Sock fancy not your fancy? Fashion-forward Ozone socks are a great alternative having been featured by Vogue, True Religion, Interview Magazine, and many other high-profile brands. Available in 6-month (7 pairs for $75) and full year subscriptions (13 pairs for $150), their Sock of the Month club will ship a fun new design to your doorstop to each month -- and having tried a pair myself, I assure you, they're worth signing up for!
10. Runner Crate: Runner Crate is perfect for people who want to get or stay fit and try new things at the same time. Every month the subscribers receive cool running gear, 4 to 6 healthy snacks (like veggie chips, granola and organic snack bars) and a couple of other runner goods. The boxes also include monthly running challenges to motivate you to crush your fitness goals.
Why We Love It: If you’ve ever had a large dog, then you know the struggle of constantly having to buy new toys for them to chew through. Bullymake specializes in durable toys and chews for those big dogs who can destroy anything they set their mind to. The best part is that if your doggo wrecks his new toy within 14 days of receiving it, they’ll ship out a new (and more durable one) for free.
jess__meyers_We love when the mail man brings us our kiwi crate. This month we created a lemonade stand. With a working cash register we put together, a chalkboard sign to decorate and we made a lemon shaped eraser! This is by far our favorite one. The quality of the items are great. Worth every penny. If you haven't gotten your little signed up go do it now. I'm pretty sure I have just as much fun as jax does. #kiwicrate #welovekiwicrate #lemonadestand #bankofkiwi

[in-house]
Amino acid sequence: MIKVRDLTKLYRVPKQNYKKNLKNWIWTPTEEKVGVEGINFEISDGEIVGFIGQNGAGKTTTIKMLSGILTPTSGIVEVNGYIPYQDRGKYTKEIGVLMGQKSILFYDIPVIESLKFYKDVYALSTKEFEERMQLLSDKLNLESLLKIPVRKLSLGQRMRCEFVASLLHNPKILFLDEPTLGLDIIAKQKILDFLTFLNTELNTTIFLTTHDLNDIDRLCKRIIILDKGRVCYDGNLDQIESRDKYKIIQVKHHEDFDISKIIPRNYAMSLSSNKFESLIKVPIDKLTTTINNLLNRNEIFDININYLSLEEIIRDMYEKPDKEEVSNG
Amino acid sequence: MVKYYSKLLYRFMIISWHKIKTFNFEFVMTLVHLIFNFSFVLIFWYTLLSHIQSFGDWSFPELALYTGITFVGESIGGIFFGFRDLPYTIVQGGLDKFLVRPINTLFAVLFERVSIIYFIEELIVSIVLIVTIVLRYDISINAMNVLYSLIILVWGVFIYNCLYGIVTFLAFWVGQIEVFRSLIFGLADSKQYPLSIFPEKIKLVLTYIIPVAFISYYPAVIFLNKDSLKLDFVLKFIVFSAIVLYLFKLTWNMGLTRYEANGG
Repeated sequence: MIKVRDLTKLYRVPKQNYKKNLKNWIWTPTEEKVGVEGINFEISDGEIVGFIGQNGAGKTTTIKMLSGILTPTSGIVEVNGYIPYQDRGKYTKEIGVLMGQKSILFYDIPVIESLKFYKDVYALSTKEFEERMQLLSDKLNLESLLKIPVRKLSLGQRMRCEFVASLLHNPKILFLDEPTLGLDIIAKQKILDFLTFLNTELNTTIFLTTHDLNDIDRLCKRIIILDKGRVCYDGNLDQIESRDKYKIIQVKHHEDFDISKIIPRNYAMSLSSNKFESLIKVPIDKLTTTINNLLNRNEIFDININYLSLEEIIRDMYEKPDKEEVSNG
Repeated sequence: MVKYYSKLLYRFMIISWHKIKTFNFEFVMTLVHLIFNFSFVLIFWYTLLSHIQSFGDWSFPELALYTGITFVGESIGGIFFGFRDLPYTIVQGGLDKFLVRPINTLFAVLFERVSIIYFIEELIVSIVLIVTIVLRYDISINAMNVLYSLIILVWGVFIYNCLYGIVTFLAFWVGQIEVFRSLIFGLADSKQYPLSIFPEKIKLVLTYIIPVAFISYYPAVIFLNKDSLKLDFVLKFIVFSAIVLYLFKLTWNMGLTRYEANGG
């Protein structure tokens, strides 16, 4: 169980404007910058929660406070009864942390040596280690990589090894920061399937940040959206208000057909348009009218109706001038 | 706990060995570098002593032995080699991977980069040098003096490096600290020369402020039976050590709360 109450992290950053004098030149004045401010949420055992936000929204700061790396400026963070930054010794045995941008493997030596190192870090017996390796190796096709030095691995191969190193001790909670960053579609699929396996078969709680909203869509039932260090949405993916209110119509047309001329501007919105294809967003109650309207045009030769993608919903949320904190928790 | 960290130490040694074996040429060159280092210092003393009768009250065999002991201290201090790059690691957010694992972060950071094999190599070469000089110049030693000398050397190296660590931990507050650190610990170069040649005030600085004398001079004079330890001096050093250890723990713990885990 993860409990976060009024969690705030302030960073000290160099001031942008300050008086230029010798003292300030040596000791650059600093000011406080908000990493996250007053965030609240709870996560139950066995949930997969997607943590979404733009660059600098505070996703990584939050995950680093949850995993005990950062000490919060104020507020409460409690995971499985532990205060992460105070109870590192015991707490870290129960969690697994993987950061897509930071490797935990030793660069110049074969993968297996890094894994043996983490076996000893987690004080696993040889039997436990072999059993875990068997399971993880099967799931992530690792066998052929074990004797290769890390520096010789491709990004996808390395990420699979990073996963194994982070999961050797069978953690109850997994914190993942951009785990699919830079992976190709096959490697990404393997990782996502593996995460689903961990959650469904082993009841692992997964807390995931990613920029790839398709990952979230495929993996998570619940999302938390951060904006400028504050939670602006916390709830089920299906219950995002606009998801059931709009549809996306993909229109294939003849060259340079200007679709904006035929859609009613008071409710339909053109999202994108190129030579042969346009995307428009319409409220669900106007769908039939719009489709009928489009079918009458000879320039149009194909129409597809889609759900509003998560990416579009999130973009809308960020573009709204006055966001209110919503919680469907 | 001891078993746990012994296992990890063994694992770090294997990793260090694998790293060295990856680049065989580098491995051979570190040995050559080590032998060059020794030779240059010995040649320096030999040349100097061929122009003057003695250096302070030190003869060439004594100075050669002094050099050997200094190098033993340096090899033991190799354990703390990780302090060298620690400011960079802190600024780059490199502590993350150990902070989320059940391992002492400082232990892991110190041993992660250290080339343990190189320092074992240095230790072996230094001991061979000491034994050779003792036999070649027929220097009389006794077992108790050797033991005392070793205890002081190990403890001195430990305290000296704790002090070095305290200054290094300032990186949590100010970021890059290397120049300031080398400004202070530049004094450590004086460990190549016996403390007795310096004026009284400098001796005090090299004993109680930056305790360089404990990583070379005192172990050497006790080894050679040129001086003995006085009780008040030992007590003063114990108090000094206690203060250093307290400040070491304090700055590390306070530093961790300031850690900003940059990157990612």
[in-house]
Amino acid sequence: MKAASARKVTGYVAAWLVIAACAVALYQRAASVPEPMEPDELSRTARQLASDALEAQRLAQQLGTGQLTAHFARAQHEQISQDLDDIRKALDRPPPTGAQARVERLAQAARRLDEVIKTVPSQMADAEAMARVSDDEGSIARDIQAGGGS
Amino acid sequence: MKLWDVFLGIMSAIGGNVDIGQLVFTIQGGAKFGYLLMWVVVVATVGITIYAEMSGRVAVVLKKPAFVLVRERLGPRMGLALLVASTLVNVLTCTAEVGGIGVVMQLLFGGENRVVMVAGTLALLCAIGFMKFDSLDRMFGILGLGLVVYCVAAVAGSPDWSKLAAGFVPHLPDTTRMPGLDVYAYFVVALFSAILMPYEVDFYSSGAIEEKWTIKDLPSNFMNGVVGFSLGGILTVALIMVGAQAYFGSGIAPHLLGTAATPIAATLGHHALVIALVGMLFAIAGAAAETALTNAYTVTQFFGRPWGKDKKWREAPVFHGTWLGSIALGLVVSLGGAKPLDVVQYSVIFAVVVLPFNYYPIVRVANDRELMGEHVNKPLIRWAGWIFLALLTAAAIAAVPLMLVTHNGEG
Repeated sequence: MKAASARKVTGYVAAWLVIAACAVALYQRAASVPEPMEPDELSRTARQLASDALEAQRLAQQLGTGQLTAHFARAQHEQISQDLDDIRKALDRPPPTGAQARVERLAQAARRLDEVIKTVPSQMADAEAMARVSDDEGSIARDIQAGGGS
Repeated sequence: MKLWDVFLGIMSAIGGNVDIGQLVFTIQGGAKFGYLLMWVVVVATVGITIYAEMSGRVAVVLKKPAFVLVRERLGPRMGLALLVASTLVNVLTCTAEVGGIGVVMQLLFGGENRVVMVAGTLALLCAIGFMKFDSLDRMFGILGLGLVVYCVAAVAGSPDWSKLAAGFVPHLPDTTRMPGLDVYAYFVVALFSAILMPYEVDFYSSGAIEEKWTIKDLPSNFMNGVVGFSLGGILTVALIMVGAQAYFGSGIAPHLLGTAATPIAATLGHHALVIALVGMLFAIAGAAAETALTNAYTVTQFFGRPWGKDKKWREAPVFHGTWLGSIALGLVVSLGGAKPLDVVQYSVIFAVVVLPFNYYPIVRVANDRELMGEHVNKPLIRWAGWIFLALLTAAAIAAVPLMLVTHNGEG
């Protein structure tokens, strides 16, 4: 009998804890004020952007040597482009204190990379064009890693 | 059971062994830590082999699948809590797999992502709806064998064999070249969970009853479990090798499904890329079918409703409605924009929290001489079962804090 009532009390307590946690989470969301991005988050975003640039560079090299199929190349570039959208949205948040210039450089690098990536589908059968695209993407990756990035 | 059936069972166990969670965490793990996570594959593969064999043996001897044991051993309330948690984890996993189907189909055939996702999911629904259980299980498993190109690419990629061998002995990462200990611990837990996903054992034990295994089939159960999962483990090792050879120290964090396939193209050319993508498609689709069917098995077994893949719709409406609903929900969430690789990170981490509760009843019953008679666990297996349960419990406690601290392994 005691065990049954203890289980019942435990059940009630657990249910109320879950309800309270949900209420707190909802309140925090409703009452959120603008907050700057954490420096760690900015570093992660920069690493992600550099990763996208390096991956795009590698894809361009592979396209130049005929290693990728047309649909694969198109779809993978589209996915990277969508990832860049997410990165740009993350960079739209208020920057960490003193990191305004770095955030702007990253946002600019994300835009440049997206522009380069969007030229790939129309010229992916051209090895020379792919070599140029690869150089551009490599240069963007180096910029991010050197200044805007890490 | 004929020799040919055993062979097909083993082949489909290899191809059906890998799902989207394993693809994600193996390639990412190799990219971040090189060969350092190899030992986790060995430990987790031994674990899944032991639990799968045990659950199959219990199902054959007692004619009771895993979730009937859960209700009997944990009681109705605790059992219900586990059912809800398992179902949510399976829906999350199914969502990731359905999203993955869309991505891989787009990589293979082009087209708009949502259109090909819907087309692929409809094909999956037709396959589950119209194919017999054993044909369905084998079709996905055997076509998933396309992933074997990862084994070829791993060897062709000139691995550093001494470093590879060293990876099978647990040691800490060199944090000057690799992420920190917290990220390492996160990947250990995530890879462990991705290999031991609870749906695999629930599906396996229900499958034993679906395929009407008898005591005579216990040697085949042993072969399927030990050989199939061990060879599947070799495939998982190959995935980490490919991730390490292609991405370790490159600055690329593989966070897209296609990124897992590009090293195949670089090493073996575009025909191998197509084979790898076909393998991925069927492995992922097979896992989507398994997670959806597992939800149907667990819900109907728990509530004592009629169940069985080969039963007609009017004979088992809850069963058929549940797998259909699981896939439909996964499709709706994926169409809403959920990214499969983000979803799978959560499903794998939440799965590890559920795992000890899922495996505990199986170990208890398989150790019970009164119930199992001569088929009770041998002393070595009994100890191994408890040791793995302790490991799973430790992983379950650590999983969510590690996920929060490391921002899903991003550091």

6. Love With Food: Looking for a guilt-free way to satisfy your 3 p.m. cravings? Look no further than Love With Food. Each box is filled with an assortment of healthy, organic snacks (think chocolate chip granola, honey apple oat bars and spicy fava beans).The boxes come in three different sizes: Tasting Box, Deluxe Box and the Gluten-Free Box. You can opt for a monthly, quarterly, six-monthly, or annual subscription. Plus, for every box sold, Love With Food donates a meal to charity. So you can stock up your pantry with delish munchies and contribute to a great cause at the same time.
11. Frank And Oak: Frank and Oak's clothing subscription service is a hassle-free and affordable way to upgrade your wardrobe every month without leaving the house. All you have to do is fill out a survey about your style preferences and sizing and sit back. Next, you'll get an email with a preview of three items of clothing handpicked by a Frank and Oak stylist based on your personal style. You get 48 hours to add or edit items in the box or skip the entire order. All subscribers get 20% off each piece of clothing they decide to keep. Plus, free shipping and returns.
"YogaClub is a women’s subscription service exclusively for designer yoga apparel. Each box delivers brand name athleisure styles at up to 50 percent off recommended retail prices every month or season. The company’s mission goes beyond empowering people to be active, they’re all about giving back. Every box delivered provides yoga and meditation education for elementary school children in at-risk communities."